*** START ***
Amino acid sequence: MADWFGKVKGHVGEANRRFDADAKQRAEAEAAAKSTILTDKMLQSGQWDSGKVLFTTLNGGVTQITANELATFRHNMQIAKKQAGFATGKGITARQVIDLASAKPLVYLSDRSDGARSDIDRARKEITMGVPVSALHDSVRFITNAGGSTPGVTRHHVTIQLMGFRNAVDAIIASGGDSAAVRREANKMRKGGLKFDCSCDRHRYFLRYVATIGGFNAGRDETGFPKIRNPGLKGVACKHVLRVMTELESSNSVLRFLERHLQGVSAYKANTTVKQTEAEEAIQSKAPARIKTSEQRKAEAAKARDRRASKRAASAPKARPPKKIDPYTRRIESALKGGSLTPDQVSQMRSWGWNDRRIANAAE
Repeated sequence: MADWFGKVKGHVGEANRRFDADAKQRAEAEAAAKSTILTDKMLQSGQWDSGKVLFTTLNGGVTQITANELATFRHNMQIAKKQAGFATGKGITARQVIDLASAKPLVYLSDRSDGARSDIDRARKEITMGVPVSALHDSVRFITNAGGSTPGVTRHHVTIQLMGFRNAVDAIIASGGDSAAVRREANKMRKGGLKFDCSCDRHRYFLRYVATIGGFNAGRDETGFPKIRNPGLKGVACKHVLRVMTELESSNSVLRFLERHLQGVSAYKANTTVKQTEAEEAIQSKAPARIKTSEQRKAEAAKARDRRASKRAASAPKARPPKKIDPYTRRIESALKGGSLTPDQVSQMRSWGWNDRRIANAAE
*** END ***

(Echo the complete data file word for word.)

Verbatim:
Amino acid sequence: MADWFGKVKGHVGEANRRFDADAKQRAEAEAAAKSTILTDKMLQSGQWDSGKVLFTTLNGGVTQITANELATFRHNMQIAKKQAGFATGKGITARQVIDLASAKPLVYLSDRSDGARSDIDRARKEITMGVPVSALHDSVRFITNAGGSTPGVTRHHVTIQLMGFRNAVDAIIASGGDSAAVRREANKMRKGGLKFDCSCDRHRYFLRYVATIGGFNAGRDETGFPKIRNPGLKGVACKHVLRVMTELESSNSVLRFLERHLQGVSAYKANTTVKQTEAEEAIQSKAPARIKTSEQRKAEAAKARDRRASKRAASAPKARPPKKIDPYTRRIESALKGGSLTPDQVSQMRSWGWNDRRIANAAE
Repeated sequence: MADWFGKVKGHVGEANRRFDADAKQRAEAEAAAKSTILTDKMLQSGQWDSGKVLFTTLNGGVTQITANELATFRHNMQIAKKQAGFATGKGITARQVIDLASAKPLVYLSDRSDGARSDIDRARKEITMGVPVSALHDSVRFITNAGGSTPGVTRHHVTIQLMGFRNAVDAIIASGGDSAAVRREANKMRKGGLKFDCSCDRHRYFLRYVATIGGFNAGRDETGFPKIRNPGLKGVACKHVLRVMTELESSNSVLRFLERHLQGVSAYKANTTVKQTEAEEAIQSKAPARIKTSEQRKAEAAKARDRRASKRAASAPKARPPKKIDPYTRRIESALKGGSLTPDQVSQMRSWGWNDRRIANAAE